I love Cyphastrea; it is a beautiful coral, and one that I have had great success with, but one day I realized that I had been growing it for so long that the excitement was gone. I didn’t want to stop my work with one of my favorite corals, but I knew I had to make a change. There was only one solution for me – give it a hat of SPS!
I am fascinated with coral interactions, from complete fusion of soft tissue to understanding long term competition and overgrowth. Sometimes, the success or failure of the experiment is size dependent, other times, food availability or water flow are the most important factors. Over the past few years, I have enjoyed replicating certain interactions of coral in Joe Yauillo’s 20,000 gallon aquarium, such as the long term growth and competition interactions among the coral and I was excited to try my hand with Cyphastrea. I ran a series of compatibility experiments, and glued branching coral such as Porties, Acropora, Montipora, Pocillopora, and Seriatopora to the Cyphasrea. The latter aggressively grew over every Montipora, Porites, and Pocillopora. The Green Titan Acropora and the Burger’s Birdsnest Seriatopora were the only two SPSs that managed to work out a relationship.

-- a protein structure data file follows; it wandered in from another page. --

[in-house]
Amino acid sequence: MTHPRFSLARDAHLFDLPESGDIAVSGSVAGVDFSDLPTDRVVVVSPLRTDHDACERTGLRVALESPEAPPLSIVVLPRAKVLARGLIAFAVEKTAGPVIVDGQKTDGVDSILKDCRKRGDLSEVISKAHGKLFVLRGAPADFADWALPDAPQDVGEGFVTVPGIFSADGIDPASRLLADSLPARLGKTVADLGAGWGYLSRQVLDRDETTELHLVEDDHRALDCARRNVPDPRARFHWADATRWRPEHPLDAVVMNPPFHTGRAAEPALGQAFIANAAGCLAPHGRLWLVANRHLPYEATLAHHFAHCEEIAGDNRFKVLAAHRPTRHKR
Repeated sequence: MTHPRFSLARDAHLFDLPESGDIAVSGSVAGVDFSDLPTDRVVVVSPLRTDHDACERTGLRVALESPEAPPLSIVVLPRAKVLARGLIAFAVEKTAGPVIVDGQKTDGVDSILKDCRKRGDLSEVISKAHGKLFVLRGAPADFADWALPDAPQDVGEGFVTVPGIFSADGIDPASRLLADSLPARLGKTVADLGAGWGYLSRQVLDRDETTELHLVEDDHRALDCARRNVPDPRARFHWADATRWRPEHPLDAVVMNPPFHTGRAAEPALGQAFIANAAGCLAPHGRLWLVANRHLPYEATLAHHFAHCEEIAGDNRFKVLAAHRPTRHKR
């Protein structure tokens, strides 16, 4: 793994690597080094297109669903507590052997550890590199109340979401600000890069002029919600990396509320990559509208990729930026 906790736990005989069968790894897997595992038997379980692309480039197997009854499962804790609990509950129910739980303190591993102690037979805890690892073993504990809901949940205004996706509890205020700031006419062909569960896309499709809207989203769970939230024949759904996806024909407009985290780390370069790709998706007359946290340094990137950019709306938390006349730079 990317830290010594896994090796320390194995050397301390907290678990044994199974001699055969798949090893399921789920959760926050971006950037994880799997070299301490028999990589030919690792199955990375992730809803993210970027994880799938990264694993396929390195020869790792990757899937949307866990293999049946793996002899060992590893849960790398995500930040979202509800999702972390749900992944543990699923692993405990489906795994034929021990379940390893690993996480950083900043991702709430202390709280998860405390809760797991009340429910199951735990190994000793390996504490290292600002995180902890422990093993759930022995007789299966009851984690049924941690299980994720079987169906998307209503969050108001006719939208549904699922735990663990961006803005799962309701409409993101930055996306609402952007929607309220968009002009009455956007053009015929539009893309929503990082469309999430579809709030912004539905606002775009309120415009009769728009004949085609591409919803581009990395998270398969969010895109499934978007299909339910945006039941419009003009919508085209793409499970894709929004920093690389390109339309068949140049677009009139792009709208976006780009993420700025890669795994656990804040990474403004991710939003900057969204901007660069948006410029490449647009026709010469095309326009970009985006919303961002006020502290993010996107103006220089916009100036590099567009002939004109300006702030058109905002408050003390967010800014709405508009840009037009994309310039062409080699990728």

The Green Titan Acropra and Cyphastrea developed an interesting dynamic. The Cyphastrea manages to overgrow the Acro at its base in spasms. The Acropora fights back by trying to shade the encroaching Cyhpastrea, and creates small shelves growing out into the water column. The balance shifts dramatically to the Cyphastrea’s favor if the flow is too slow or the light is too low, water conditions that favor the Cyphastrea over the Acropra.
The Seriatopora, on the other hand, was a good, easy match for the Cyphastrea, the appealing effect is of a branching Seriatopora with a polka-dot base. The Seriatopora seems to have the upper hand in the fight against Cyhpastrea and overall, the Seriatopora combo is more stable long term. As you can see from the pictures, there is a “no man’s land” on the Seriatopora directly above the Cyphastrea. This is commonly seen in the area between two closely matched competing coral.
With that, I consider this project a great success, both with revitalizing my fascination with Cyphastrea, and with, just possibly, moving our community forward in the understanding of coral relationships both in the ocean’s reefs and in home aquariums. Now to send you off right, put a bird on it! https://www.youtube.com/watch?v=iHmLljk2t8M